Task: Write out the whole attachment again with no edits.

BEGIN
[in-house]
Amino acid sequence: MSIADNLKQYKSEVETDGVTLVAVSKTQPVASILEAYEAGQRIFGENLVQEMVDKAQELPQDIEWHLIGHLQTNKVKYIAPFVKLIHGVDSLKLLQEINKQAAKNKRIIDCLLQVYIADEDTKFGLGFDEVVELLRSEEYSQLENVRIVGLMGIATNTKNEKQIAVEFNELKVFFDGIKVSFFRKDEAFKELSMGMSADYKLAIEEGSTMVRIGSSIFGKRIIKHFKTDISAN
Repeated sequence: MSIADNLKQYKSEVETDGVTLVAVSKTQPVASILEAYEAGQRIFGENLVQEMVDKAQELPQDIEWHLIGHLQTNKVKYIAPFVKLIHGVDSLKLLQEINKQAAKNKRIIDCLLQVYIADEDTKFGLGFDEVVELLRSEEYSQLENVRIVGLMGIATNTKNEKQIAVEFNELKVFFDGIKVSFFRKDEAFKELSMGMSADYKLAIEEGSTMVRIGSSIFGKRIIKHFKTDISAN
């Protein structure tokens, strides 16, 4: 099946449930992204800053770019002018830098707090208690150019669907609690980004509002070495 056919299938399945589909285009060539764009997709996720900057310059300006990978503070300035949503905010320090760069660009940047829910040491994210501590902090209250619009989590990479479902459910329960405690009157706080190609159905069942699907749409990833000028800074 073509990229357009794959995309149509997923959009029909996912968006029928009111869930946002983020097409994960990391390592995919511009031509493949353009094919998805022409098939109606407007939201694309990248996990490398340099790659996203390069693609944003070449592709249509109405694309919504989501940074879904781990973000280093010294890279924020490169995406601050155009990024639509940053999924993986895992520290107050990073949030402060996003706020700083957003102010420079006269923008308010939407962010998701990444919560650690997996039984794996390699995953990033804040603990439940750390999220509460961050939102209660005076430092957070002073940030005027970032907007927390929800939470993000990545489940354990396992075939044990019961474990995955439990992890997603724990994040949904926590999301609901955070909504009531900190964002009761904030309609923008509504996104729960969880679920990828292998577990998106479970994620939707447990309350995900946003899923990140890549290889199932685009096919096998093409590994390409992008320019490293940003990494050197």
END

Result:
[in-house]
Amino acid sequence: MSIADNLKQYKSEVETDGVTLVAVSKTQPVASILEAYEAGQRIFGENLVQEMVDKAQELPQDIEWHLIGHLQTNKVKYIAPFVKLIHGVDSLKLLQEINKQAAKNKRIIDCLLQVYIADEDTKFGLGFDEVVELLRSEEYSQLENVRIVGLMGIATNTKNEKQIAVEFNELKVFFDGIKVSFFRKDEAFKELSMGMSADYKLAIEEGSTMVRIGSSIFGKRIIKHFKTDISAN
Repeated sequence: MSIADNLKQYKSEVETDGVTLVAVSKTQPVASILEAYEAGQRIFGENLVQEMVDKAQELPQDIEWHLIGHLQTNKVKYIAPFVKLIHGVDSLKLLQEINKQAAKNKRIIDCLLQVYIADEDTKFGLGFDEVVELLRSEEYSQLENVRIVGLMGIATNTKNEKQIAVEFNELKVFFDGIKVSFFRKDEAFKELSMGMSADYKLAIEEGSTMVRIGSSIFGKRIIKHFKTDISAN
């Protein structure tokens, strides 16, 4: 099946449930992204800053770019002018830098707090208690150019669907609690980004509002070495 056919299938399945589909285009060539764009997709996720900057310059300006990978503070300035949503905010320090760069660009940047829910040491994210501590902090209250619009989590990479479902459910329960405690009157706080190609159905069942699907749409990833000028800074 073509990229357009794959995309149509997923959009029909996912968006029928009111869930946002983020097409994960990391390592995919511009031509493949353009094919998805022409098939109606407007939201694309990248996990490398340099790659996203390069693609944003070449592709249509109405694309919504989501940074879904781990973000280093010294890279924020490169995406601050155009990024639509940053999924993986895992520290107050990073949030402060996003706020700083957003102010420079006269923008308010939407962010998701990444919560650690997996039984794996390699995953990033804040603990439940750390999220509460961050939102209660005076430092957070002073940030005027970032907007927390929800939470993000990545489940354990396992075939044990019961474990995955439990992890997603724990994040949904926590999301609901955070909504009531900190964002009761904030309609923008509504996104729960969880679920990828292998577990998106479970994620939707447990309350995900946003899923990140890549290889199932685009096919096998093409590994390409992008320019490293940003990494050197």